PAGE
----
Nature Notes: A Lushness Value of Nine

I had finished doing my annual end-of-spring gypsy moth and groundcover monitoring for 2015
Milkweed flowers were in abundance in the Long Pond Greenbelt Monday along with cowwheats, wood sorrels, whorled loosestrife, Canada and bushy frostweeds, wintergreen, and dogbane. Victoria Bustamante

It rained and winded Monday, not a good day for taking pictures of plants and flowers. But it was okay. We needed the rain and I hope it won’t be the end of it during the coming summer. It was okay because I had finished doing my annual end-of-spring gypsy moth and groundcover monitoring for 2015.

I covered at least 70 miles of back-road woods on the South Fork by car looking for signs of defoliation. I also walked several miles of trails winding through wooded plots such as Barcelona and the South Fork moraine, or Bridgehampton hills and noticed no significant defoliation so far.

Next year could be different. As we were coming back from Pennsylvania two Saturdays ago, we saw some significant defoliation along the Southern State Parkway and the Sunrise Highway in Nassau County and western Suffolk. Spring’s prevailing southwesterlies generally move the gypsy moth caterpillars on their spider-web threads in an easterly direction soon after they hatch. Next year the defoliation should occur closer to home.

We haven’t had a serious gypsy moth event since 2001, so it is high time for another. Fifteen years is a long time between cycles. On that same trip back from Pennsylvania we saw several pitch pines recently dead all the way onto the South Fork — done in by the southern pine beetle, the next scourge to hit our forests.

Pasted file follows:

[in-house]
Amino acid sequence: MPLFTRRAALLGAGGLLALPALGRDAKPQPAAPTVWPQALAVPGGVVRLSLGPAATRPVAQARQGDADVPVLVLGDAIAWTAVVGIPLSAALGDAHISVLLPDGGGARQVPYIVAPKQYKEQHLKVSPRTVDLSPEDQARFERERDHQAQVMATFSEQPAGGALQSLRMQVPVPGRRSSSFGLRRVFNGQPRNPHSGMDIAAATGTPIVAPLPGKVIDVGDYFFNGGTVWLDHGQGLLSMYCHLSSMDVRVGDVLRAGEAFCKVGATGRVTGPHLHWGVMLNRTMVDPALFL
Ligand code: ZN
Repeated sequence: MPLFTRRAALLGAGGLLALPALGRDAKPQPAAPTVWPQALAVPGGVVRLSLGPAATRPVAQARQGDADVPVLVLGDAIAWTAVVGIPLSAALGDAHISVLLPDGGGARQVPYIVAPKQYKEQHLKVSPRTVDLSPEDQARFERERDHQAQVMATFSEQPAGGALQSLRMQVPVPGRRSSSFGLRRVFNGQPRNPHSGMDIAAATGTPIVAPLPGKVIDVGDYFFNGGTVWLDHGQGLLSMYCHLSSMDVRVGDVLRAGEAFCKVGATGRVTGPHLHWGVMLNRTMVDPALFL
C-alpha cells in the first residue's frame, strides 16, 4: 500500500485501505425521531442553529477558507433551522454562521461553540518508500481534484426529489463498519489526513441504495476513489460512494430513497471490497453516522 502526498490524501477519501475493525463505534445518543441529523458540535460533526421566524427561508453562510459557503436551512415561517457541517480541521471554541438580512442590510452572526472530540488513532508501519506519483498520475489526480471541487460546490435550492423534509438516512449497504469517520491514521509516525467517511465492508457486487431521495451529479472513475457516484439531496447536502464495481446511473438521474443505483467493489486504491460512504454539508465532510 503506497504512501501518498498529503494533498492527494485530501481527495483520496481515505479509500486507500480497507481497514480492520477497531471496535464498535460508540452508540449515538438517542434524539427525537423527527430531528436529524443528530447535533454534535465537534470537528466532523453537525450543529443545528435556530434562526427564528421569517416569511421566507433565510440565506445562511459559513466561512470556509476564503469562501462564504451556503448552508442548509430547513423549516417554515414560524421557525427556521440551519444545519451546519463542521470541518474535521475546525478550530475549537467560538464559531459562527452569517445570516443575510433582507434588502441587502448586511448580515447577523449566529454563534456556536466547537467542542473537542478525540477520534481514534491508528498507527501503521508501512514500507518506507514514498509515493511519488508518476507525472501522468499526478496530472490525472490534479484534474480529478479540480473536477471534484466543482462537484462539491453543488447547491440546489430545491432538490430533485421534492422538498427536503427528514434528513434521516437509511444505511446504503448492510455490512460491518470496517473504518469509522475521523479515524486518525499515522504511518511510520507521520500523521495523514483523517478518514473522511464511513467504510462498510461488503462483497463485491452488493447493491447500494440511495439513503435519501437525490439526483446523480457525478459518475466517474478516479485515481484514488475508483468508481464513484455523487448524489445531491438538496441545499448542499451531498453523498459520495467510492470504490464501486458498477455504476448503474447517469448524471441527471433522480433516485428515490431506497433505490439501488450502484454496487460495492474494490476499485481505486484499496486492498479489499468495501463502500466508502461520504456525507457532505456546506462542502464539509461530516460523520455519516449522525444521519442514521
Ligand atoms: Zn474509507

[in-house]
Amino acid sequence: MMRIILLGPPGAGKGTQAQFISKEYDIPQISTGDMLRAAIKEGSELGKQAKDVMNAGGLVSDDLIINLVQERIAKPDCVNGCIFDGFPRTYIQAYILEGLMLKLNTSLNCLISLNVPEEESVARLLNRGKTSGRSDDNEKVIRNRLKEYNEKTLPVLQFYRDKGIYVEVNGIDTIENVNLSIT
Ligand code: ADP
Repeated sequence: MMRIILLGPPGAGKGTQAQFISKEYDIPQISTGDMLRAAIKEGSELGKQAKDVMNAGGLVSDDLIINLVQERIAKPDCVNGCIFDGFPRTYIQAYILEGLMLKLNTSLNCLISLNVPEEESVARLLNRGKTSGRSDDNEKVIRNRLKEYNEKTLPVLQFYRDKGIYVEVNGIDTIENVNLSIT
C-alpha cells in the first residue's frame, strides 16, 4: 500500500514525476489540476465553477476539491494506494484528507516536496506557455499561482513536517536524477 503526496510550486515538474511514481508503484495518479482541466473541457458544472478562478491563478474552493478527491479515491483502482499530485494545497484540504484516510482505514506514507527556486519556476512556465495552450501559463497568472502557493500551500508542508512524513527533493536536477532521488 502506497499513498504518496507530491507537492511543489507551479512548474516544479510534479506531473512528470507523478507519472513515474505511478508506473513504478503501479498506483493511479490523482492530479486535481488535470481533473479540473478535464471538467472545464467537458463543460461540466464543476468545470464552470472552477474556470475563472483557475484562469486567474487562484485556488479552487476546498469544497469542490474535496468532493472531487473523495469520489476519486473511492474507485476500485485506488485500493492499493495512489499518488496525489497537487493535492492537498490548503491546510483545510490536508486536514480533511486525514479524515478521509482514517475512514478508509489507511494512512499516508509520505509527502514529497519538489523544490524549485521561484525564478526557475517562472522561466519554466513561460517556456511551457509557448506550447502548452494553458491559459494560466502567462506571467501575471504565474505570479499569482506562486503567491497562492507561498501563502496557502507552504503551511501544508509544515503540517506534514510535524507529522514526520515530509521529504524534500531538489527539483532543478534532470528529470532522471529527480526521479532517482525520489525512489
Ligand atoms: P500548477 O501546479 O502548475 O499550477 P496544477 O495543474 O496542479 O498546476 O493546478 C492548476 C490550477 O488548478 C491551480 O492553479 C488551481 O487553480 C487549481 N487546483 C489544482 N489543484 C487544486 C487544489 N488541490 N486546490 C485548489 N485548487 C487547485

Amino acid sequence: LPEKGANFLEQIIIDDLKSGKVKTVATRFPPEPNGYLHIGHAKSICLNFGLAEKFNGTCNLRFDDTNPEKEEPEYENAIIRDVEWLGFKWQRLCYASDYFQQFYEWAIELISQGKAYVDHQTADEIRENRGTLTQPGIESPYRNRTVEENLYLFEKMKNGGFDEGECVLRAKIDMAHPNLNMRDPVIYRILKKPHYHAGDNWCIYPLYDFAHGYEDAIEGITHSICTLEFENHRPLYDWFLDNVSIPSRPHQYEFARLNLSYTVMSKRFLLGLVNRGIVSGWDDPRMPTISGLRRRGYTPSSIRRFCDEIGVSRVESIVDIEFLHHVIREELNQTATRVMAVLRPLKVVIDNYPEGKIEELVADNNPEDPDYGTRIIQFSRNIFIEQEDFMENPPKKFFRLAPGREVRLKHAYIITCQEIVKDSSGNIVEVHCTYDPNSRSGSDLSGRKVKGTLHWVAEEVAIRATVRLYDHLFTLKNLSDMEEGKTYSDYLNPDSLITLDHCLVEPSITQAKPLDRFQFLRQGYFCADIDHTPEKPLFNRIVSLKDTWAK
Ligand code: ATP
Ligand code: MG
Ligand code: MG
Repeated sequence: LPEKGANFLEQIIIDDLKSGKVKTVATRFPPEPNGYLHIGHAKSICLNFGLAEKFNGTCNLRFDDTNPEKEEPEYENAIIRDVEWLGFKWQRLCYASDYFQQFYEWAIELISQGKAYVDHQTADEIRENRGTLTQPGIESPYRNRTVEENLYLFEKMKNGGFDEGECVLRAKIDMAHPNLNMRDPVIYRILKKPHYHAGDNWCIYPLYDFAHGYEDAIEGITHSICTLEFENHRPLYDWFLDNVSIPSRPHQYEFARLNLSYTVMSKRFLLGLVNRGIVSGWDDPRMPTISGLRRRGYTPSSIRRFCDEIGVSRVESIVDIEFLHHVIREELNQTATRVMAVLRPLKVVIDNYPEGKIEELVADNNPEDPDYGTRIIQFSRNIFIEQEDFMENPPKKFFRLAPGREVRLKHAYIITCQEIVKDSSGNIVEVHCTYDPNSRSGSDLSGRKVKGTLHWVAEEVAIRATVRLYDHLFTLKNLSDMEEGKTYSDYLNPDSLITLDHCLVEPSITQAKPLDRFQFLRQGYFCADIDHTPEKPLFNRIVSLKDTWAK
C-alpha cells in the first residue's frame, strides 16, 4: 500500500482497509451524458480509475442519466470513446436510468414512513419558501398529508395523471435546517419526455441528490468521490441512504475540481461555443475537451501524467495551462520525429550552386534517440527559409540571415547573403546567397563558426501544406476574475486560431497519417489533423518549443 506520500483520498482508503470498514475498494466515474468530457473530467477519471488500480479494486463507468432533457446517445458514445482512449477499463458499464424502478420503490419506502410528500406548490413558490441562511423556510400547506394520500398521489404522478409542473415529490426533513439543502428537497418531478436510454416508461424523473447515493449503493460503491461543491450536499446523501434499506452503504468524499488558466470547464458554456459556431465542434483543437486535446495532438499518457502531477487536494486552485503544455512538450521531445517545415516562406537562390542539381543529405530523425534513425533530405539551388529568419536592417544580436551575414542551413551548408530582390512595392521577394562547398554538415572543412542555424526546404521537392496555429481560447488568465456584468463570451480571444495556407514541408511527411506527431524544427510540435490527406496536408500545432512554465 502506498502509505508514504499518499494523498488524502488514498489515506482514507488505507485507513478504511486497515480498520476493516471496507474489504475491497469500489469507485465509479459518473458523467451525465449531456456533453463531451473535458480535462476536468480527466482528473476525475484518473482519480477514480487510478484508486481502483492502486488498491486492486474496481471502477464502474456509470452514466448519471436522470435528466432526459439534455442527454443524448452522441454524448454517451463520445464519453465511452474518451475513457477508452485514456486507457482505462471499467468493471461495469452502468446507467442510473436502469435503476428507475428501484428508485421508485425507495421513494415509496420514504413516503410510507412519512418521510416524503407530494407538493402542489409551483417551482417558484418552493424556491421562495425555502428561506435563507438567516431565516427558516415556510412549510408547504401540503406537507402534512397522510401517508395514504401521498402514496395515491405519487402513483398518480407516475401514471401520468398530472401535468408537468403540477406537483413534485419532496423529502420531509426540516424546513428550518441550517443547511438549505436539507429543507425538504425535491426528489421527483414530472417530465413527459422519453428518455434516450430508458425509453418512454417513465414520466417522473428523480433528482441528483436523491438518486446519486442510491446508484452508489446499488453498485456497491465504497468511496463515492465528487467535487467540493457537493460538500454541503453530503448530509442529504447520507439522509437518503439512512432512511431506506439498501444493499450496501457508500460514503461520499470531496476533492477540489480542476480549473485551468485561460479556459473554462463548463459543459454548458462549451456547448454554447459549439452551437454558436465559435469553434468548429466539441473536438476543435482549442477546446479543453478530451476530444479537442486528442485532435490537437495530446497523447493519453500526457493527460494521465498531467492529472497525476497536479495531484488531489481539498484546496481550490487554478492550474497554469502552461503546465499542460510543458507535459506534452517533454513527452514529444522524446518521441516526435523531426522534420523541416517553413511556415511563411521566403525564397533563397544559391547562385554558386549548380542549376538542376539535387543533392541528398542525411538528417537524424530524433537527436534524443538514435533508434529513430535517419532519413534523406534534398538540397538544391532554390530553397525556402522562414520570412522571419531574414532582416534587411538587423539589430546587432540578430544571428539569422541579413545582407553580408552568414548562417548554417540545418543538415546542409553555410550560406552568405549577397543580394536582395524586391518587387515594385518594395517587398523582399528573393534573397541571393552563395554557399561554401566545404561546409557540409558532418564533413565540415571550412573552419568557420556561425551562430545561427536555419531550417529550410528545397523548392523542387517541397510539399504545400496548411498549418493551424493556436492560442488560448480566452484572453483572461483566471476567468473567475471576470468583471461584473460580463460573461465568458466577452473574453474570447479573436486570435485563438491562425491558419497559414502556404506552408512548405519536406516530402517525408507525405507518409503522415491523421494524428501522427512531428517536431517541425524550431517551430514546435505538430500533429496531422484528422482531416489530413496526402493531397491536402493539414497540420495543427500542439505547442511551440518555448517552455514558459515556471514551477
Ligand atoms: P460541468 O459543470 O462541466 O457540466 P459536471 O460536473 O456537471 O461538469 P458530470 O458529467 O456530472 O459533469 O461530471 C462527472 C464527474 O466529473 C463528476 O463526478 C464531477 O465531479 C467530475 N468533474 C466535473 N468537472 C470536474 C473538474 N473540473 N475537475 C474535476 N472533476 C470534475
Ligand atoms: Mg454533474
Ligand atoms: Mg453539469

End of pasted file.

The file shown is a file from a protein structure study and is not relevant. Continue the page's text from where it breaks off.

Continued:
The understory in my trips along South Fork roads and trails was dominated by blueberries and huckleberries. The coverage ranged from 50 to 90 percent, and I gave them a lushness value of 9 on my 10-point scale. Despite what the forester from the United States Department of Agriculture had to say at an East Hampton Village forum last year about the impact of deer on our understory, I saw little sign of pillaging by deer throughout Southampton and East Hampton Towns.

One might say, well the deer don’t like blueberries and huckleberries. What about the flowering plants or woodland forbs? On Sunday I took a walk with Vicki Bustamante and Callie Velmachos, two local naturalists who know their plants as well as I do. We walked along the old Long Island Rail Road spur trail that connected Bridgehampton with Sag Harbor and which is the stomping grounds for the Friends of the Long Pond Greenbelt. Either there are no deer in the large area of woodlands along the east side of the Bridgehampton-Sag Harbor Turnpike or the deer are leaving those plants alone out of respect for the Friends of the Long Pond Greenbelt.

We saw the yellow flowers of rattlesnake-weeds, the pink-purple flowers of the undulate-leaved milkweed, the white-green flowers of the parasitic cowwheats, as well as the yellows of wood sorrels, whorled loosestrife, and Canada and bushy frostweeds, the whites of spotted wintergreen, and the reds of the dogbanes, to name a few. As far as we could tell, all were untouched. Dense woodlands on Long Island generally have very few flowers. Those that flower early, before the trees leaf out, such as the may pinks, the violets, Canada mayflowers, and red-berried wintergreens, had already dropped their blooms. Nevertheless, their foliage was quite intact and not nibbled on, as far as we could tell.

No, we didn’t see any orchids, but orchids on Long Island have always been few and far between, when deer were rare and when deer became more common.

After such a harsh winter as the one we’ve just been through, it is uplifting to find the forest floor in such good shape and the green-leaved trees above them waving proudly. It appears as if we have been spared a second calamitous season and summer as well. I purposely didn’t mention the traffic and the hordes overrunning us from the west. I don’t want to put a hex on summer.

Larry Penny can be reached via email at